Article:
New DDoS botnet goes after Hadoop enterprise servers

Hacker group targets misconfigured Hadoop YARN components to plant DemonBot DDoS malware on resource-rich servers.
Written by Catalin Cimpanu, Contributor

For nearly a month, a new botnet has been slowly growing in the shadows, feasting on unsecured Apache Hadoop servers, and planting bots on vulnerable servers to be used for future DDoS attacks.

First spotted in honeypot data by a NewSky Security researcher while it was still in its infancy, the botnet has matured and expanded in the meantime.

While initially, the botnet consisted of a few command and control servers, in a threat alert sent out today by cyber-security firm Radware, the company says the botnet has now grown to number over 70 servers.

The role of these servers is to scan the internet for Hadoop installations that use a misconfigured YARN module.

YARN, which stands for Yet Another Resource Negotiator, is a core component of the Apache Hadoop data processing framework, often used in large enterprise networks or cloud computing environments.

Once the botnet finds a possible victim, the botnet, which Radware named DemonBot, attempts to take advantage of a YARN misconfiguration to install a "bot" process on the vulnerable Hadoop system.

Radware says DemonBot has grown tremendously in the past month, currently attempting over 1 million YARN exploits per day.

Image: Radware

"Unfortunately, we have no count on actual bots [infected Hadoop servers]," Pascal Geenens, cybersecurity evangelist at Radware, told ZDNet in an interview. "Bots are not scanning and exploiting, so they do not generate noise [traffic] which we can detect and map out."

But while the botnet's total botnet count remains unknown, there's also another major mystery that remains to be solved. Why does this botnet infect resource-rich servers like Hadoop with DDoS bots instead of deploying cryptocurrency-mining malware, which would, without a doubt, generate much more profits and far less legal problems than launching destructive and head-turning DDoS attacks.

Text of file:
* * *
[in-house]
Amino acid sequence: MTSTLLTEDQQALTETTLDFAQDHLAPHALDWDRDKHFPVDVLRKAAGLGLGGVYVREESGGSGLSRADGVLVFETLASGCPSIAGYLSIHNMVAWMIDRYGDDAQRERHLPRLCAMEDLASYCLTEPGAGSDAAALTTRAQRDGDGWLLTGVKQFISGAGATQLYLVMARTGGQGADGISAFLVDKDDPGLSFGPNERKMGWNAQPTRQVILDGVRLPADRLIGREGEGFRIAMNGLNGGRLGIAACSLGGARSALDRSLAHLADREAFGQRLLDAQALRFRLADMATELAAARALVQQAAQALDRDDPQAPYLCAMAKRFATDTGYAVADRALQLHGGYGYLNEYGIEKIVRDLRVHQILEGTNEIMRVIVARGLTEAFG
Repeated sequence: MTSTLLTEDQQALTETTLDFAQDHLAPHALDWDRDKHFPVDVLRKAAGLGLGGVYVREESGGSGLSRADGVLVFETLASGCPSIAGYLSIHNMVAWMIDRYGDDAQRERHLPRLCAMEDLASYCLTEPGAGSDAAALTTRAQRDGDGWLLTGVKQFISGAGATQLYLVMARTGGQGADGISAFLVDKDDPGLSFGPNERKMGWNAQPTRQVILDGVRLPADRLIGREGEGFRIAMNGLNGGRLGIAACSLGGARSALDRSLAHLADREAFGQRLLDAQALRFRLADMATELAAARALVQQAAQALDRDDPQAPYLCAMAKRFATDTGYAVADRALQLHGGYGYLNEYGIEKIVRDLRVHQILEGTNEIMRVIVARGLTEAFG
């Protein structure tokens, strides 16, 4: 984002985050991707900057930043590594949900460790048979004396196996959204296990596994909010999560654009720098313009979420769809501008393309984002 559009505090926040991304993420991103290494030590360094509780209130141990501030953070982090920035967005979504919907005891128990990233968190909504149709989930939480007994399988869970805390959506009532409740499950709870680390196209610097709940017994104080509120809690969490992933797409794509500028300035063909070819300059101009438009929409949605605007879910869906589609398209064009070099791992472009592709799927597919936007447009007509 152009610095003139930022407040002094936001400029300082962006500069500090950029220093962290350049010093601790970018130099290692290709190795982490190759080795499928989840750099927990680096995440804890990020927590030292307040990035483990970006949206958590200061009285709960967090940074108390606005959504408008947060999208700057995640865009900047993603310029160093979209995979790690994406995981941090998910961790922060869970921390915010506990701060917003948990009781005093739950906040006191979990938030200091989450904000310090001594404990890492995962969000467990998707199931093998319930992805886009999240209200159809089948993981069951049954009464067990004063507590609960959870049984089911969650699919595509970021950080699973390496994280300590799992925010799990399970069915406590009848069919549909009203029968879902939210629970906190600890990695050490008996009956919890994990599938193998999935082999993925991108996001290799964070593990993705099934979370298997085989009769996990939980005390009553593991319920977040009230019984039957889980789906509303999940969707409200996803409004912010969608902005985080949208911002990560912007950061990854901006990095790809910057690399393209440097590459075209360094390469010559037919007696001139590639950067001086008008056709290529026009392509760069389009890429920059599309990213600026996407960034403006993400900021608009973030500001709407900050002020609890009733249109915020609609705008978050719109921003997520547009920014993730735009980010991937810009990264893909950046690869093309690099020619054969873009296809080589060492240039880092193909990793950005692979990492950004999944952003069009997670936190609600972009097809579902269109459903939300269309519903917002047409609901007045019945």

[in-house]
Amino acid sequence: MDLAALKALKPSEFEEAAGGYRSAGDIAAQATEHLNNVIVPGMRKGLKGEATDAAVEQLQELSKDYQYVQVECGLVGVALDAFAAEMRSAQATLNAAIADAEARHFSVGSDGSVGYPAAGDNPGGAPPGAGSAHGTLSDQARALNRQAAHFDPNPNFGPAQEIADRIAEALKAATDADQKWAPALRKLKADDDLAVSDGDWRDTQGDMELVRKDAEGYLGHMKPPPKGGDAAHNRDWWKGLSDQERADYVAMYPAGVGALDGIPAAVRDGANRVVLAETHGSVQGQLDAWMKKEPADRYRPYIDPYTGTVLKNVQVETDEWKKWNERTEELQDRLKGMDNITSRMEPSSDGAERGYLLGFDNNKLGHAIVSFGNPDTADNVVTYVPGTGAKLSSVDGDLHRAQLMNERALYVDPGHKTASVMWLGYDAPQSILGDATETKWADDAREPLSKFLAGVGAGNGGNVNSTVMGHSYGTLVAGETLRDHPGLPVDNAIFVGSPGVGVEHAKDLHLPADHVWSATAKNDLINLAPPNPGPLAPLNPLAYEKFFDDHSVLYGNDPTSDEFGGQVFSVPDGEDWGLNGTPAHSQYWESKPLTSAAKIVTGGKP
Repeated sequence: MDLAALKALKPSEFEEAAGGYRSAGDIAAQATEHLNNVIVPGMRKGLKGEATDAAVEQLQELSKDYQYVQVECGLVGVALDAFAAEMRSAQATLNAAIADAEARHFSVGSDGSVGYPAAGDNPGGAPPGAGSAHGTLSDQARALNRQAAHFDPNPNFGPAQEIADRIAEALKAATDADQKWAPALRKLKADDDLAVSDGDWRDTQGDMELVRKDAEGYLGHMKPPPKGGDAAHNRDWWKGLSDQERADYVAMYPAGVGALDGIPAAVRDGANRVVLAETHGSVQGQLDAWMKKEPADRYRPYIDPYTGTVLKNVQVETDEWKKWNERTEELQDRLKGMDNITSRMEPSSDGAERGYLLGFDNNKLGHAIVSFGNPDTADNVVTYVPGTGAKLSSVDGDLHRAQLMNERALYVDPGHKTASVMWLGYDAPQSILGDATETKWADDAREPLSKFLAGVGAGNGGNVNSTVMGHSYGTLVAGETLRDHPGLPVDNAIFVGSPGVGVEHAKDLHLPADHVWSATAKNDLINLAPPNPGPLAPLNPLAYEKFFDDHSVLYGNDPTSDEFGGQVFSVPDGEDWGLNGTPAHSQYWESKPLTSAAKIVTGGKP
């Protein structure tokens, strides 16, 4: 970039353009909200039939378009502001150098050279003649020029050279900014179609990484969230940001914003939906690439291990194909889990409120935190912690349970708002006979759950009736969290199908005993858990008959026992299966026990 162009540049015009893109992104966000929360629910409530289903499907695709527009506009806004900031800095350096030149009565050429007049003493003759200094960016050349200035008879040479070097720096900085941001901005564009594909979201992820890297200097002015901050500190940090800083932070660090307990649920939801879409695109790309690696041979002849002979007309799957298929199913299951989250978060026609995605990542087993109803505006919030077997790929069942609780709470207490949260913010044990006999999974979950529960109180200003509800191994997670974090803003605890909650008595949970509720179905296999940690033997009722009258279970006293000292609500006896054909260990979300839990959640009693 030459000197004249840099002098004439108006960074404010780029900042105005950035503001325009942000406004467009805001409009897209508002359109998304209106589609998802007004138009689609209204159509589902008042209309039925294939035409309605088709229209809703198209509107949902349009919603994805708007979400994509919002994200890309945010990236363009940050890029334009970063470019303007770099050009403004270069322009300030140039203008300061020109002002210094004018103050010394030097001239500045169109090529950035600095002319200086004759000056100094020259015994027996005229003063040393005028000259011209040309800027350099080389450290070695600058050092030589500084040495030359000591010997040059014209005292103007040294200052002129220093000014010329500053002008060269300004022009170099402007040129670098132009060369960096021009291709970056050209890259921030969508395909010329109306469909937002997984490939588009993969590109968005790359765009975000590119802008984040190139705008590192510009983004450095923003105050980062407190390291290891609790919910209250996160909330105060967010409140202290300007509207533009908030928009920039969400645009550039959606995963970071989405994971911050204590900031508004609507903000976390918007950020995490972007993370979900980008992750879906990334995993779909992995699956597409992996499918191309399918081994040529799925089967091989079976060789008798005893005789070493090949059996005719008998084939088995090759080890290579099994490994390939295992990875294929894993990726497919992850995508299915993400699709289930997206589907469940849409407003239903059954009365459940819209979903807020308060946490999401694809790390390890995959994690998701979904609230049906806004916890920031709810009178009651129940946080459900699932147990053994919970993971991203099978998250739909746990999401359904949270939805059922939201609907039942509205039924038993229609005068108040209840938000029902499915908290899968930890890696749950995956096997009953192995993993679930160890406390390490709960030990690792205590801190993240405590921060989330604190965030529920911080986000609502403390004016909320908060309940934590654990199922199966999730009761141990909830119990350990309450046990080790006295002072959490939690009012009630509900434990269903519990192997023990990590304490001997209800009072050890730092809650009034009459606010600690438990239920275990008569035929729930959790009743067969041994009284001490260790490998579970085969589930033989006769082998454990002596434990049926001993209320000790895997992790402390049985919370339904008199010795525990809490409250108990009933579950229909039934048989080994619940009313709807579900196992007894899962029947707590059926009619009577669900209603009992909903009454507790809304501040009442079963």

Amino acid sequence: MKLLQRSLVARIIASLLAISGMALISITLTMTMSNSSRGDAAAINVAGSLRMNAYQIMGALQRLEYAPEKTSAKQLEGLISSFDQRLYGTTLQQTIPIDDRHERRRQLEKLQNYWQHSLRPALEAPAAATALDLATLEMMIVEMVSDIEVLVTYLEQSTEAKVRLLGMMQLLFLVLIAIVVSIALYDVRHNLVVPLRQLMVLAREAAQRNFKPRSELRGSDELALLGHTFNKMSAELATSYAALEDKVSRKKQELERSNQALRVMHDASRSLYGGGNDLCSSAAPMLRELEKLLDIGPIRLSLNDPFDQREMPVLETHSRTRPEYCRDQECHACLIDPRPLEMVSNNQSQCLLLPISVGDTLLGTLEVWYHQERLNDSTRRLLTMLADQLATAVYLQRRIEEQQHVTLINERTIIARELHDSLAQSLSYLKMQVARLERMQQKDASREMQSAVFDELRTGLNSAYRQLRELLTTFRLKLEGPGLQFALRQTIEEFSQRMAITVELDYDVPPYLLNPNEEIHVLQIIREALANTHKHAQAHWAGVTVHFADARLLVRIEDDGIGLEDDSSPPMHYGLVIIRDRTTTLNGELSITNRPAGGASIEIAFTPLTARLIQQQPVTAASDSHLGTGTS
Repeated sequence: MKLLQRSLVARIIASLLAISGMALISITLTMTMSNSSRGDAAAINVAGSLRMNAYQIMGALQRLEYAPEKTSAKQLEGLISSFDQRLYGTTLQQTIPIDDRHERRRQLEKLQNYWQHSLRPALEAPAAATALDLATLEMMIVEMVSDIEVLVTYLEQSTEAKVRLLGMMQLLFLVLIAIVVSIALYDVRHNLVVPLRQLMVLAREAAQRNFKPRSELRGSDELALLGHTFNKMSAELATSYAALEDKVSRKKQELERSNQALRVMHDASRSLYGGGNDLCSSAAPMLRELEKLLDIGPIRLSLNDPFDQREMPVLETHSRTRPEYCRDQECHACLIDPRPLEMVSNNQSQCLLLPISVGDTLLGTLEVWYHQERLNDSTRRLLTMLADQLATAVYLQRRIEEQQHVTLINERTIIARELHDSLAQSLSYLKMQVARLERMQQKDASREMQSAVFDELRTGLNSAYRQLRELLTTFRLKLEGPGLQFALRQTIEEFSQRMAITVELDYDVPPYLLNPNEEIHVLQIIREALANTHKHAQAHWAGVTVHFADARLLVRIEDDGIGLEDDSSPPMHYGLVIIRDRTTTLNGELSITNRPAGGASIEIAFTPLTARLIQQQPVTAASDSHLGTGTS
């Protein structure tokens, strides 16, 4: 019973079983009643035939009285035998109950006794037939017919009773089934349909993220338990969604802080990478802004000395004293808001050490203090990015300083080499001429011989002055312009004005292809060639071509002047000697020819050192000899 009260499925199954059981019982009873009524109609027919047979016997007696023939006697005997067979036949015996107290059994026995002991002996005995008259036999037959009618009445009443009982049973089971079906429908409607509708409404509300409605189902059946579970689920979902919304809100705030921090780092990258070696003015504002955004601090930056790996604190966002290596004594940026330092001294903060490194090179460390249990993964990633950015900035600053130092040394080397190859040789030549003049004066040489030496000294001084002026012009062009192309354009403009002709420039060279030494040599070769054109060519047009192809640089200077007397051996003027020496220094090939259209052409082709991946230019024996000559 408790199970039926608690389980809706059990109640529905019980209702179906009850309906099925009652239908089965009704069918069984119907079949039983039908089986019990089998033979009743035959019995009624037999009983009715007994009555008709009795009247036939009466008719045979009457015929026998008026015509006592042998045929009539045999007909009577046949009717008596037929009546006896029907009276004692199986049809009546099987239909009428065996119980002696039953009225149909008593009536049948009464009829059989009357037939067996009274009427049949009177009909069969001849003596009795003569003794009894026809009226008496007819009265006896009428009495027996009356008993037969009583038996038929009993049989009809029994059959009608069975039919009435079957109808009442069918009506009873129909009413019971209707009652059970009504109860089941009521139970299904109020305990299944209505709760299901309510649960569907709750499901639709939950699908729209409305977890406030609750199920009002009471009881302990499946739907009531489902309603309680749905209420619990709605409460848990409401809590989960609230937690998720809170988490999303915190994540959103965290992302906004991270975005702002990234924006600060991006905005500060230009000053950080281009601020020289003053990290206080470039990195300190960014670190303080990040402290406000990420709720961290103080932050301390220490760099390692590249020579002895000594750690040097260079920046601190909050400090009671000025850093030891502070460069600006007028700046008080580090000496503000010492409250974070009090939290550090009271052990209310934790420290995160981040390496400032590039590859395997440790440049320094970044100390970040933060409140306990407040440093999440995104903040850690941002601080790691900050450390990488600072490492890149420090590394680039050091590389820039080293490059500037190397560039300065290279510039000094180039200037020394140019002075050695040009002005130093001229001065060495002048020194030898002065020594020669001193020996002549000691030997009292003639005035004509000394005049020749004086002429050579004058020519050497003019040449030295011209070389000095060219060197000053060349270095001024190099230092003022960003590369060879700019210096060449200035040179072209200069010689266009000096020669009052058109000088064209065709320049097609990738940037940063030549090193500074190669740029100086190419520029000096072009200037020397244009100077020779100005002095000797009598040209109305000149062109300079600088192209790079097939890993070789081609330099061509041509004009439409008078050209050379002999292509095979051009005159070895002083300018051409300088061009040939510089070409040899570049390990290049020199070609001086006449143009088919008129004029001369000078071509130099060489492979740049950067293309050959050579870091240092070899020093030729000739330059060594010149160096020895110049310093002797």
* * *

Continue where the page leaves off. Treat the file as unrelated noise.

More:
All signs point to this botnet being the work of "skids," a term used by cyber-security experts to describe malware authors who cobble botnets or malware strains using readily-available scripts, poor operational security, or without a long-term plan of what they want to achieve.

This is exactly what appears to have happened, according to NewSky Security's Ankit Anubhav, who tweeted earlier this month that this botnet appears to have ties to creators of the Sora botnet, who were also responsible for creating multiple other botnets, such as Owari, Wicked, Omni, Anarchy, and others, all used for DDoS attacks as well.

As for how servers are getting infected, both Anubhav and Geenens have pointed the finger at the same issue --a misconfiguration in Hadoop's YARN component that has been known for at least two years.

According to proof-of-concept code posted on ExploitDB and GitHub, attackers appear to access an internal YARN API that was left exposed to external connections. The exploit uses the API to deploy and run a custom YARN app inside a Hadoop server cluster --in DemonBot's case, a DDoS-capable malware strain.

This exploit has been very popular in the past few months, being also used by the multi-functional Xbash malware over the summer.

"Some things are just not meant to be exposed on the internet," Geenens told ZDNet.

It goes without saying that Hadoop server administrators should probably review YARN configs as soon as possible to make sure they're not shooting themselves in the foot.

A link to Radware's threat alert that contains technical details and IOCs will be added later in the day, after the alert becomes public. Thank you for understanding!

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